Here’s one possibility. There is an economic explanation for the Flynn effect, but not (just) the one Arnold suggests.
It’s that people are as clever as they need to be, and they respond to incentives.
A hundred years ago, there were no calculators and reference books were expensive. As a result, there was a big premium (in terms of both wages and status) on rote-learning and on being able to do long multiplication. People were therefore encouraged by schools to invest in such skills.
Today, though, the availability of calculators and reference sources mean there is no such premium on these skills. The incentive to acquire them has therefore diminished.
Instead, the premium today lies in the ability to interpret information, to tell stories and to see patterns.
The incentive to acquire these skills has therefore increased. And people have responded accordingly. The upshot is that the skills measured by IQ tests have risen, whilst the skills not measured – rote-learning and arithmetical trickery – have declined.
The Flynn effect is therefore (at least partly) the result of people reallocating their mental energies in response to changing incentives. It’s just substitution in response to relative prices.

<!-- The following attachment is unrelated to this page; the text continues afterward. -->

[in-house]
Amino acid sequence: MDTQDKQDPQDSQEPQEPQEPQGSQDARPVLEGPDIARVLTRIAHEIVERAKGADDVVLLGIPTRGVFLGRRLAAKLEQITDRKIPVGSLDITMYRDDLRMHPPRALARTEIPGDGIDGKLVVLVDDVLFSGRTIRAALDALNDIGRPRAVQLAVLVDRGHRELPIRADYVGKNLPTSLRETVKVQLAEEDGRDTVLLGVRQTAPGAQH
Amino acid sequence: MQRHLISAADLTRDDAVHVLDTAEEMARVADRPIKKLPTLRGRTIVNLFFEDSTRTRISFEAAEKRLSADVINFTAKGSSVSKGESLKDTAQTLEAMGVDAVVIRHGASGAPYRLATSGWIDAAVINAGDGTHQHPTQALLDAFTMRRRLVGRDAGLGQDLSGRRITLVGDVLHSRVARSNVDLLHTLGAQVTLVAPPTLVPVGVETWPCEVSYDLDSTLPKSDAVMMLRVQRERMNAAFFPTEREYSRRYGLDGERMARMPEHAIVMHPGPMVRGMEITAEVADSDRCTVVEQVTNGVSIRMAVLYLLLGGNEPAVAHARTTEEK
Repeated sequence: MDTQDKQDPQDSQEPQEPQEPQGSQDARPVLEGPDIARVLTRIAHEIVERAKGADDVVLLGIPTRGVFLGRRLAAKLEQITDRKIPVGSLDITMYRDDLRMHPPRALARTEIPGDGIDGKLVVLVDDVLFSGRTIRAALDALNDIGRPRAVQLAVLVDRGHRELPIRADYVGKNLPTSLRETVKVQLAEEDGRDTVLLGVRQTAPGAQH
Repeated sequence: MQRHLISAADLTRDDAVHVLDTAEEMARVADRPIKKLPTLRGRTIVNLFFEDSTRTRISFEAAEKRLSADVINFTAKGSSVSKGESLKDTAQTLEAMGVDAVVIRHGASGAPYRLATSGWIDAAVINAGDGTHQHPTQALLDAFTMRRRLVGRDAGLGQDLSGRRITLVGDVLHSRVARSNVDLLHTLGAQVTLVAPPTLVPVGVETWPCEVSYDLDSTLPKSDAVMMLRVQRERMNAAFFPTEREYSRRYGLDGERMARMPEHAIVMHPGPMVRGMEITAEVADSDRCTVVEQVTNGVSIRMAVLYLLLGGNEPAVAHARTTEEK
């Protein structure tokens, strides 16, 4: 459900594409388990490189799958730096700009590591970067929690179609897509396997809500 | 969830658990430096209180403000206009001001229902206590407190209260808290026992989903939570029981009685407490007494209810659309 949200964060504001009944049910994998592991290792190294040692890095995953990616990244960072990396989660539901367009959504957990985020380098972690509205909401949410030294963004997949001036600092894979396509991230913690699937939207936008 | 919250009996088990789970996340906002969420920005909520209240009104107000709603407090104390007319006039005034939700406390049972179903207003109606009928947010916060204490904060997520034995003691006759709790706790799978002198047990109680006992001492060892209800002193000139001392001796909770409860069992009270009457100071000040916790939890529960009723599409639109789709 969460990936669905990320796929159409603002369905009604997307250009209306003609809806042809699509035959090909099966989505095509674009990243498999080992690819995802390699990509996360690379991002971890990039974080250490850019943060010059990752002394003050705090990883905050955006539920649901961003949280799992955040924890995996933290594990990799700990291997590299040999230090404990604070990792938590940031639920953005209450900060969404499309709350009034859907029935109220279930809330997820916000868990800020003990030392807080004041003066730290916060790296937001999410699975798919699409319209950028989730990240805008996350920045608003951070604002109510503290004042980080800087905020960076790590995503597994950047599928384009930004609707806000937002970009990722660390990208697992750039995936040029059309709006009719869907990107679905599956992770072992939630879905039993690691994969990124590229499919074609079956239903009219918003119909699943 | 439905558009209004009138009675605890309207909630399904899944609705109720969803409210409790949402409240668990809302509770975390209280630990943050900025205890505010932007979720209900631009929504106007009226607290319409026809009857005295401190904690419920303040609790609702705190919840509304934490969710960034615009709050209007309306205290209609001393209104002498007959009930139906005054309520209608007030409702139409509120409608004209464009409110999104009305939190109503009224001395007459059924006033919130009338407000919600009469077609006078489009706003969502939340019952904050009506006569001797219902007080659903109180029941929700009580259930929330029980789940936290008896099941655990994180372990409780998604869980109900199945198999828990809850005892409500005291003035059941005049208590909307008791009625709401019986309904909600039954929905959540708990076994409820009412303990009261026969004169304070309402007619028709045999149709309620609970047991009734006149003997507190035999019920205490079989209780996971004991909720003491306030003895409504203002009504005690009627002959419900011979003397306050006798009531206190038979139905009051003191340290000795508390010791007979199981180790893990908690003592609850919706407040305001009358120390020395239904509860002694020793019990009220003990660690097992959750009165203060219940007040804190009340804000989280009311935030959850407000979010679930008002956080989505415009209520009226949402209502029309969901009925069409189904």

But what evidence is there that intellectual abilities do respond to incentives? Here are three anecdotes.
First, in the film Lorenzo’s Oil, based on a true story, a man became a skilled pharmacologist in an effort to find a cure for his son’s rare illness for which there was no known cure. He found a useful therapy.
Second, a friend of mine has been threatened with a huge bill from Islington council for building works. In response, he’s become quite an expert on local government sub-contracting procedures and aspects of land law.
Third, a few years ago, I was watching TV news with the father of a friend, who was a test pilot for a civil airline. There was a report of an RAF plane crashing.
“No surprise there” said pop. “No-one in the RAF can fly properly.”
I raised an eyebrow.
“They’ve got ejector seats” he said. “No-one can fly properly with an ejector seat. Strap the fuckers in. They’ll learn to keep the plane in the air then.”
Maybe, then, intellectual energy does respond, at least partly, to incentives. Could it be that we over-estimate short-run responses to incentives (for example, to tax or exchange rate changes) but under-estimate long-run responses?